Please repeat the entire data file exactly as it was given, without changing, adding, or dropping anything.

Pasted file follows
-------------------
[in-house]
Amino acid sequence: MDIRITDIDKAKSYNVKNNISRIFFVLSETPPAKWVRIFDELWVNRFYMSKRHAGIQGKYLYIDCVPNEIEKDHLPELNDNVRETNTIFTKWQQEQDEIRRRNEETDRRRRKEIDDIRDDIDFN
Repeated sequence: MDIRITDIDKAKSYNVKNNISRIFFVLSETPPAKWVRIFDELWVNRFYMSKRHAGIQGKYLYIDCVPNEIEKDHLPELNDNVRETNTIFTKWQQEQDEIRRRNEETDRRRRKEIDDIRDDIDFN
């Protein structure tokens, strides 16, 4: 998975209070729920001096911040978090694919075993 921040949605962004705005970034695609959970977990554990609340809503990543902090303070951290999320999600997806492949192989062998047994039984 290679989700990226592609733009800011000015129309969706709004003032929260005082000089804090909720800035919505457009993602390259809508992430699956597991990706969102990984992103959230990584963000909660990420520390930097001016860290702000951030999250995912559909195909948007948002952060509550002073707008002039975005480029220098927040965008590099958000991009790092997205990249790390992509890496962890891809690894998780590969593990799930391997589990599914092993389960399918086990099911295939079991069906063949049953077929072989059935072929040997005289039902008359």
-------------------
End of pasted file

[in-house]
Amino acid sequence: MDIRITDIDKAKSYNVKNNISRIFFVLSETPPAKWVRIFDELWVNRFYMSKRHAGIQGKYLYIDCVPNEIEKDHLPELNDNVRETNTIFTKWQQEQDEIRRRNEETDRRRRKEIDDIRDDIDFN
Repeated sequence: MDIRITDIDKAKSYNVKNNISRIFFVLSETPPAKWVRIFDELWVNRFYMSKRHAGIQGKYLYIDCVPNEIEKDHLPELNDNVRETNTIFTKWQQEQDEIRRRNEETDRRRRKEIDDIRDDIDFN
């Protein structure tokens, strides 16, 4: 998975209070729920001096911040978090694919075993 921040949605962004705005970034695609959970977990554990609340809503990543902090303070951290999320999600997806492949192989062998047994039984 290679989700990226592609733009800011000015129309969706709004003032929260005082000089804090909720800035919505457009993602390259809508992430699956597991990706969102990984992103959230990584963000909660990420520390930097001016860290702000951030999250995912559909195909948007948002952060509550002073707008002039975005480029220098927040965008590099958000991009790092997205990249790390992509890496962890891809690894998780590969593990799930391997589990599914092993389960399918086990099911295939079991069906063949049953077929072989059935072929040997005289039902008359």